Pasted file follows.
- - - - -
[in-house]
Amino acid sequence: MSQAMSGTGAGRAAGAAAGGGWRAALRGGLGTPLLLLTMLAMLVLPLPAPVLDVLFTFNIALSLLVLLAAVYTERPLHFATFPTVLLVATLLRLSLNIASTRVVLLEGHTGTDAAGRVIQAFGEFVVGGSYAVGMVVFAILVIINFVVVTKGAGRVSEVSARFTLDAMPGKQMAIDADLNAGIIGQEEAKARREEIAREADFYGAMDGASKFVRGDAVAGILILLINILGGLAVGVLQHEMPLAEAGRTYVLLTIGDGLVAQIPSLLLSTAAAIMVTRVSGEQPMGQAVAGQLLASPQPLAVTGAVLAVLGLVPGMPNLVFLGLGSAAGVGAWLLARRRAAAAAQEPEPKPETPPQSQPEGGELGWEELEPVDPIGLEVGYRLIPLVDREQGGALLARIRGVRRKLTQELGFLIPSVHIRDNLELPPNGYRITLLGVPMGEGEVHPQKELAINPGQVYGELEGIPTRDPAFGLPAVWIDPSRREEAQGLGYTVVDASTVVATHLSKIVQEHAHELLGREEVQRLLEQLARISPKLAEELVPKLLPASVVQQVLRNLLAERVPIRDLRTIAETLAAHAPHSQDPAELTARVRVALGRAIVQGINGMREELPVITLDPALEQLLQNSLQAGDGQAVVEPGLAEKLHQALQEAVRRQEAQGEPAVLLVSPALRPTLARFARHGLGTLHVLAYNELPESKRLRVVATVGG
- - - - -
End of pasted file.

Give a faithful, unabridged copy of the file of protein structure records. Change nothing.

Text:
[in-house]
Amino acid sequence: MSQAMSGTGAGRAAGAAAGGGWRAALRGGLGTPLLLLTMLAMLVLPLPAPVLDVLFTFNIALSLLVLLAAVYTERPLHFATFPTVLLVATLLRLSLNIASTRVVLLEGHTGTDAAGRVIQAFGEFVVGGSYAVGMVVFAILVIINFVVVTKGAGRVSEVSARFTLDAMPGKQMAIDADLNAGIIGQEEAKARREEIAREADFYGAMDGASKFVRGDAVAGILILLINILGGLAVGVLQHEMPLAEAGRTYVLLTIGDGLVAQIPSLLLSTAAAIMVTRVSGEQPMGQAVAGQLLASPQPLAVTGAVLAVLGLVPGMPNLVFLGLGSAAGVGAWLLARRRAAAAAQEPEPKPETPPQSQPEGGELGWEELEPVDPIGLEVGYRLIPLVDREQGGALLARIRGVRRKLTQELGFLIPSVHIRDNLELPPNGYRITLLGVPMGEGEVHPQKELAINPGQVYGELEGIPTRDPAFGLPAVWIDPSRREEAQGLGYTVVDASTVVATHLSKIVQEHAHELLGREEVQRLLEQLARISPKLAEELVPKLLPASVVQQVLRNLLAERVPIRDLRTIAETLAAHAPHSQDPAELTARVRVALGRAIVQGINGMREELPVITLDPALEQLLQNSLQAGDGQAVVEPGLAEKLHQALQEAVRRQEAQGEPAVLLVSPALRPTLARFARHGLGTLHVLAYNELPESKRLRVVATVGG